Colby's formula: E=x+y−x·y/100 [Formula 2]

E: theoretical efficacy ratio (theoretical growth inhibition ratio) represented by the ratio (%) to the control when the mixture of active compound B (concentration b) and C (concentration c) was used.
x: efficacy ratio (growth inhibition ratio) represented by the ratio (%) to the control when active compound B was used at a concentration of b.
y: efficacy ratio (growth inhibition ratio) represented by the ratio (%) to the control when active compound C was used at a concentration of c.

TABLE 2
Actual
measuredTheoretical
Concen-growth growth
FungusCompoundstrationinhibitioninhibition
under testunder test(ppm)ratio (%)ratio (%)
TrametesCompound A0.2 35
versicolorcyproconazole0.2 33
Epoxiconazole0.2 24
Tetraconazole0.2 25
Compound A +0.2 + 0.210056
cyproconazole
Compound A +0.2 + 0.210051
epoxiconazole
Compound A +0.2 + 0.210051
tetraconazole

Example 3

A wood preservative containing 16 mass % of basic copper carbonate, 40 mass % of monoethanol amine and 5 mass % of benzoic acid using distilled water as a solvent. Compound A which had been dissolved in a small amount of ethanol in advance and epoxyconazole were added to the wood preservative until the predetermined concentration is reached.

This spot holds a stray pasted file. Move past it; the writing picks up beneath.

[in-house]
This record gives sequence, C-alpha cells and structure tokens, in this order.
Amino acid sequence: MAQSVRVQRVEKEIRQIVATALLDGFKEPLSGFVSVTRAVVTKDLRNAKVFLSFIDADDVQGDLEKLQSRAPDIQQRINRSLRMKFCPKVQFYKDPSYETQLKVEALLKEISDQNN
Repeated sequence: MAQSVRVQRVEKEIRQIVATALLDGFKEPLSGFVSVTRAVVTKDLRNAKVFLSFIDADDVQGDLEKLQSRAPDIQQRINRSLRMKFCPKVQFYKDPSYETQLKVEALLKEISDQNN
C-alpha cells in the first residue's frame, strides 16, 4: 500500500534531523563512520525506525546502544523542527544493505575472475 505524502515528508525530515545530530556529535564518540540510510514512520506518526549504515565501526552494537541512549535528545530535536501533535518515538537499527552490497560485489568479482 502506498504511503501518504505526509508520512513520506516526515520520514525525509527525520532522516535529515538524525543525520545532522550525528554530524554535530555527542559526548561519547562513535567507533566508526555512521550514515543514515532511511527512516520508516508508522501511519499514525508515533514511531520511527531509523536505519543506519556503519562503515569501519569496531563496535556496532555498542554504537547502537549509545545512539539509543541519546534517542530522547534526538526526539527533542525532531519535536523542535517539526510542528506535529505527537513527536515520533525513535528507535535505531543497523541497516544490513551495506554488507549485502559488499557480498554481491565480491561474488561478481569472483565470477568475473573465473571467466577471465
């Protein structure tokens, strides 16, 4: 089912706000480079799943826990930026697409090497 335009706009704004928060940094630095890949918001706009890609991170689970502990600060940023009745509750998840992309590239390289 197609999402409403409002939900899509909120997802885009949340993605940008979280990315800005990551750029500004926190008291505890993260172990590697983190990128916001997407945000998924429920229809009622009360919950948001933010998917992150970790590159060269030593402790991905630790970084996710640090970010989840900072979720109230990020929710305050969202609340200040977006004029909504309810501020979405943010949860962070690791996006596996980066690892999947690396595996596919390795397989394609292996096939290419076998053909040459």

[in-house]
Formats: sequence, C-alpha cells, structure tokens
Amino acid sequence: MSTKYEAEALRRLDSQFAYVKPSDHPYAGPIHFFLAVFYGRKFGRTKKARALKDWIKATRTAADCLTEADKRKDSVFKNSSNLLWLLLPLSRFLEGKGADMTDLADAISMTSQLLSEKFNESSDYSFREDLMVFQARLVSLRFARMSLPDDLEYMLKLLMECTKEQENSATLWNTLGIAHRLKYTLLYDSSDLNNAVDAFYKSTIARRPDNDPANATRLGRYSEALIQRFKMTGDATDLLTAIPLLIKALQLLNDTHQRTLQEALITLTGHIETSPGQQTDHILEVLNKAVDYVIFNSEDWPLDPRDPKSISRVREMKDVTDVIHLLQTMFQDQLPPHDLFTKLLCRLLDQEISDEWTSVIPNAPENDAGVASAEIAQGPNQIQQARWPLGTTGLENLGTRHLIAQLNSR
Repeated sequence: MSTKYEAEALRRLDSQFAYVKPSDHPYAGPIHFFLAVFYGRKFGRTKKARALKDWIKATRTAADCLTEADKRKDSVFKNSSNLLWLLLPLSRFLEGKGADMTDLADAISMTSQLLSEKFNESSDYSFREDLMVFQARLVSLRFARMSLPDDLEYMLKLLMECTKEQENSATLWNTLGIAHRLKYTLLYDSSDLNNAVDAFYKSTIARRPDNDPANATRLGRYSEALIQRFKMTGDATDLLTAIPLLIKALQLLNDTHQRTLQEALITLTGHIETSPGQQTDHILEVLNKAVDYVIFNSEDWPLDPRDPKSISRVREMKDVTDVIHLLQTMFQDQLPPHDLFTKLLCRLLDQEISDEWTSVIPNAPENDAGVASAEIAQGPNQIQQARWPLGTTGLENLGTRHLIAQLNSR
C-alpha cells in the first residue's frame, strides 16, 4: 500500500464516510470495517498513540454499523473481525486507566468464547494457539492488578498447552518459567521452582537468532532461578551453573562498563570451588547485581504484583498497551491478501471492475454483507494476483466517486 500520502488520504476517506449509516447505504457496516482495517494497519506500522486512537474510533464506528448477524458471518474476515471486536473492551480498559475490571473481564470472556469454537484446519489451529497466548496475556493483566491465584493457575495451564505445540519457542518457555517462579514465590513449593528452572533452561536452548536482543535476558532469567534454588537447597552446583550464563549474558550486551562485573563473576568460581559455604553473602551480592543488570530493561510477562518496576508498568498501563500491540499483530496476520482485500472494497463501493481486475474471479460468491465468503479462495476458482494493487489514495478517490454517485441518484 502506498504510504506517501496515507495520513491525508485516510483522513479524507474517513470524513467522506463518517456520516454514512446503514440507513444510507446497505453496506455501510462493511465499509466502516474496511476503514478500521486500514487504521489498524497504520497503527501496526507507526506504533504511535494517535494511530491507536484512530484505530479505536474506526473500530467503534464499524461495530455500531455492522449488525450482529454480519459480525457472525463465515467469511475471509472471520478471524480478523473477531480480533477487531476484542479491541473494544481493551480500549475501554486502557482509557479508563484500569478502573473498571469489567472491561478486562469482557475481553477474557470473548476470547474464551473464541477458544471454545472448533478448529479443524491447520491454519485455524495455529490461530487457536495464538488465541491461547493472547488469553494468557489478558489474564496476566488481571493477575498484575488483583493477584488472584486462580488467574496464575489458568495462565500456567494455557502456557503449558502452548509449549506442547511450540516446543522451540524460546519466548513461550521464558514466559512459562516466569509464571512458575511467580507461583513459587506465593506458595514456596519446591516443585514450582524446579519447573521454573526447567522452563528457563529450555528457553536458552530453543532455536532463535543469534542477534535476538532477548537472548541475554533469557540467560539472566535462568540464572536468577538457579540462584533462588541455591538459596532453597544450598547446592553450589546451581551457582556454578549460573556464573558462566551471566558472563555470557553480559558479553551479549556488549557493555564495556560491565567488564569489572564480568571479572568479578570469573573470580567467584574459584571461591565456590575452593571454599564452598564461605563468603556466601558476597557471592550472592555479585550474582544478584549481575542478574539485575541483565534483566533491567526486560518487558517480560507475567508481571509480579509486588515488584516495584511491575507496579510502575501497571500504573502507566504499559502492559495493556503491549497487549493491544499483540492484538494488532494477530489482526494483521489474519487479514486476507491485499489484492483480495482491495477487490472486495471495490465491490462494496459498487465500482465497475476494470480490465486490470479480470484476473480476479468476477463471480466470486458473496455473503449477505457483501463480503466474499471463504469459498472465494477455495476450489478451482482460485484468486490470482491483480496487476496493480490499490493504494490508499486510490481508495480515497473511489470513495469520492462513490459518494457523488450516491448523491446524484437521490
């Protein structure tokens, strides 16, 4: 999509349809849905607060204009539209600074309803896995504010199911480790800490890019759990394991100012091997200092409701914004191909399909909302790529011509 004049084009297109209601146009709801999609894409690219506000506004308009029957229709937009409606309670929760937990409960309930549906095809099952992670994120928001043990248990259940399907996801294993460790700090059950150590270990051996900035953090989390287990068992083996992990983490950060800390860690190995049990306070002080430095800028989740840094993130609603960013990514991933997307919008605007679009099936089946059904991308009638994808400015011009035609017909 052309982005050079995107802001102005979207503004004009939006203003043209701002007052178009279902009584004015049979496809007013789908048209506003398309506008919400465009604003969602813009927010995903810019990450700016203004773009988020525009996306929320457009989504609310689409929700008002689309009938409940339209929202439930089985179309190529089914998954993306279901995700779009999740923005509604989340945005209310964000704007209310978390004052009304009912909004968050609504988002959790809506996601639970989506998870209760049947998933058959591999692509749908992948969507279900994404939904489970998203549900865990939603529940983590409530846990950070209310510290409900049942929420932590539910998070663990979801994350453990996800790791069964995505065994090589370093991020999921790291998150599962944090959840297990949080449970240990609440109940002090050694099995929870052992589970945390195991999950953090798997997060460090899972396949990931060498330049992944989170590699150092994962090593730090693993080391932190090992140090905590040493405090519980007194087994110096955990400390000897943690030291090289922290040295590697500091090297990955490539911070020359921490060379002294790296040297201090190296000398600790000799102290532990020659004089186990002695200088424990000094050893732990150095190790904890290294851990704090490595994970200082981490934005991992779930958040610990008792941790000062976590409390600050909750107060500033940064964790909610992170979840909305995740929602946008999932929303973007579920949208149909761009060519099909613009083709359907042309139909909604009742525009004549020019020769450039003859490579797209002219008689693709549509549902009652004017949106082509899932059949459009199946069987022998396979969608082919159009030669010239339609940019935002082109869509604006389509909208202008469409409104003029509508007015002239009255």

According to the protocol for the laboratory-scale decay assessment of the wood preservatives (PROTOCOLS FOR ASSESSMENT OF WOOD PRESERVATIVES, LABORATORY DECAY (THE AUSTRALIAN WOOD PRESERVATION COMMITTEE)), the wood preservative was diluted with distilled water until the solution reaches a predetermined concentration and injected under pressure into the test sapwood of radiata pine (20×20×20 mm). The sapwood was air-dried and subjected to the resistance to climate operation according to the protocol. The test specimen provided on the flora of Serpula lacrymans, which had been grown according to the protocol, was left to rot at 20° C. for 12 weeks, and the decrease rate due to the rotting in the mass of the sample specimen before and after testing was measured. The results are indicated by the average values calculated by using nine test specimens per one condition. The results are shown in Table 3. It was proved that a wood preservative having excellent preservation effect with a small chemical dosage can be obtained by using compound A, and by further blending a triazole-based fungicide at the same time, a wood preservative having excellent preservation effect with an extremely small amount dosage can be obtained.

TABLE 3
Decrease
Concentration of active rate in the
FungusPreserv-ingredients in wood (*)mass due
underativeCopperCompoundEpoxiconazoleto the
testNo.(kg/m3)A (kg/m3)(kg/m3)rotting (%)
SerpulaNo 00055.6
lacrymanstreatment
11.00046.1
21.00.00502.8
31.00.0101.6
61.000.00537.8
71.000.0133.5
81.00.0050.0050.2
91.00.010.010.1
(*) Mass of the active ingredients per unit volume of the wood